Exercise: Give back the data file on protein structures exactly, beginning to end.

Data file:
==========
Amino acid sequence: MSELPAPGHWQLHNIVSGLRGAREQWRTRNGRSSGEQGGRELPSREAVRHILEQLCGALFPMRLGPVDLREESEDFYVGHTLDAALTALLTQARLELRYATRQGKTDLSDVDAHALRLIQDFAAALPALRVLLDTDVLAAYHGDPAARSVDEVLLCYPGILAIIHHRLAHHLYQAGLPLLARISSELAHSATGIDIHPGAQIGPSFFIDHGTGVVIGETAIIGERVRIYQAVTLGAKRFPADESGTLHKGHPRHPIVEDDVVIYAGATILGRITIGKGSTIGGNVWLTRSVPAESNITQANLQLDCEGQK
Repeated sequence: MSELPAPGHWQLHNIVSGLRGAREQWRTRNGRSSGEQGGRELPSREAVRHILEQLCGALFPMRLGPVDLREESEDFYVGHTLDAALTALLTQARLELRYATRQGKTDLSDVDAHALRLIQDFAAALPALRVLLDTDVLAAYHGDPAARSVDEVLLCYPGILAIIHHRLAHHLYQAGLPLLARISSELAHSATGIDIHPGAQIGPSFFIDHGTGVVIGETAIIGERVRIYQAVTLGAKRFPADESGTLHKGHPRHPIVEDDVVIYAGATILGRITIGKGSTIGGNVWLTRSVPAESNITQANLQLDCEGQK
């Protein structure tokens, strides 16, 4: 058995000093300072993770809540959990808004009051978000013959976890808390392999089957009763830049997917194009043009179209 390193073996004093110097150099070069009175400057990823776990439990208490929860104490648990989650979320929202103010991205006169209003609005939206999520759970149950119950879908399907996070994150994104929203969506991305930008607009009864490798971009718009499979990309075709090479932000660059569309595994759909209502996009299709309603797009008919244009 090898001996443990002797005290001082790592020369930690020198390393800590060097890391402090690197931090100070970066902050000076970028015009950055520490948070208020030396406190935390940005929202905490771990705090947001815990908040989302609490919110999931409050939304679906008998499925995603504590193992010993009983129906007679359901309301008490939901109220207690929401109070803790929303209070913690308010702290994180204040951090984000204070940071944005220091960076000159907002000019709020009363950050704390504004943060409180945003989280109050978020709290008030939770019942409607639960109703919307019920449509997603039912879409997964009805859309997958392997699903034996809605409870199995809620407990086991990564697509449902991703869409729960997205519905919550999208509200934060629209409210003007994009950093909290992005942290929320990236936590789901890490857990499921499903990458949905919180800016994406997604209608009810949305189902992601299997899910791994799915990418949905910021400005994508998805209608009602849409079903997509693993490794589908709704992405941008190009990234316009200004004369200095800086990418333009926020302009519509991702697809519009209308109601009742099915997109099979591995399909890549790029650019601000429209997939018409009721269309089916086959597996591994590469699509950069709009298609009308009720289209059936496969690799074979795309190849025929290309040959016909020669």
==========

Amino acid sequence: MSELPAPGHWQLHNIVSGLRGAREQWRTRNGRSSGEQGGRELPSREAVRHILEQLCGALFPMRLGPVDLREESEDFYVGHTLDAALTALLTQARLELRYATRQGKTDLSDVDAHALRLIQDFAAALPALRVLLDTDVLAAYHGDPAARSVDEVLLCYPGILAIIHHRLAHHLYQAGLPLLARISSELAHSATGIDIHPGAQIGPSFFIDHGTGVVIGETAIIGERVRIYQAVTLGAKRFPADESGTLHKGHPRHPIVEDDVVIYAGATILGRITIGKGSTIGGNVWLTRSVPAESNITQANLQLDCEGQK
Repeated sequence: MSELPAPGHWQLHNIVSGLRGAREQWRTRNGRSSGEQGGRELPSREAVRHILEQLCGALFPMRLGPVDLREESEDFYVGHTLDAALTALLTQARLELRYATRQGKTDLSDVDAHALRLIQDFAAALPALRVLLDTDVLAAYHGDPAARSVDEVLLCYPGILAIIHHRLAHHLYQAGLPLLARISSELAHSATGIDIHPGAQIGPSFFIDHGTGVVIGETAIIGERVRIYQAVTLGAKRFPADESGTLHKGHPRHPIVEDDVVIYAGATILGRITIGKGSTIGGNVWLTRSVPAESNITQANLQLDCEGQK
């Protein structure tokens, strides 16, 4: 058995000093300072993770809540959990808004009051978000013959976890808390392999089957009763830049997917194009043009179209 390193073996004093110097150099070069009175400057990823776990439990208490929860104490648990989650979320929202103010991205006169209003609005939206999520759970149950119950879908399907996070994150994104929203969506991305930008607009009864490798971009718009499979990309075709090479932000660059569309595994759909209502996009299709309603797009008919244009 090898001996443990002797005290001082790592020369930690020198390393800590060097890391402090690197931090100070970066902050000076970028015009950055520490948070208020030396406190935390940005929202905490771990705090947001815990908040989302609490919110999931409050939304679906008998499925995603504590193992010993009983129906007679359901309301008490939901109220207690929401109070803790929303209070913690308010702290994180204040951090984000204070940071944005220091960076000159907002000019709020009363950050704390504004943060409180945003989280109050978020709290008030939770019942409607639960109703919307019920449509997603039912879409997964009805859309997958392997699903034996809605409870199995809620407990086991990564697509449902991703869409729960997205519905919550999208509200934060629209409210003007994009950093909290992005942290929320990236936590789901890490857990499921499903990458949905919180800016994406997604209608009810949305189902992601299997899910791994799915990418949905910021400005994508998805209608009602849409079903997509693993490794589908709704992405941008190009990234316009200004004369200095800086990418333009926020302009519509991702697809519009209308109601009742099915997109099979591995399909890549790029650019601000429209997939018409009721269309089916086959597996591994590469699509950069709009298609009308009720289209059936496969690799074979795309190849025929290309040959016909020669």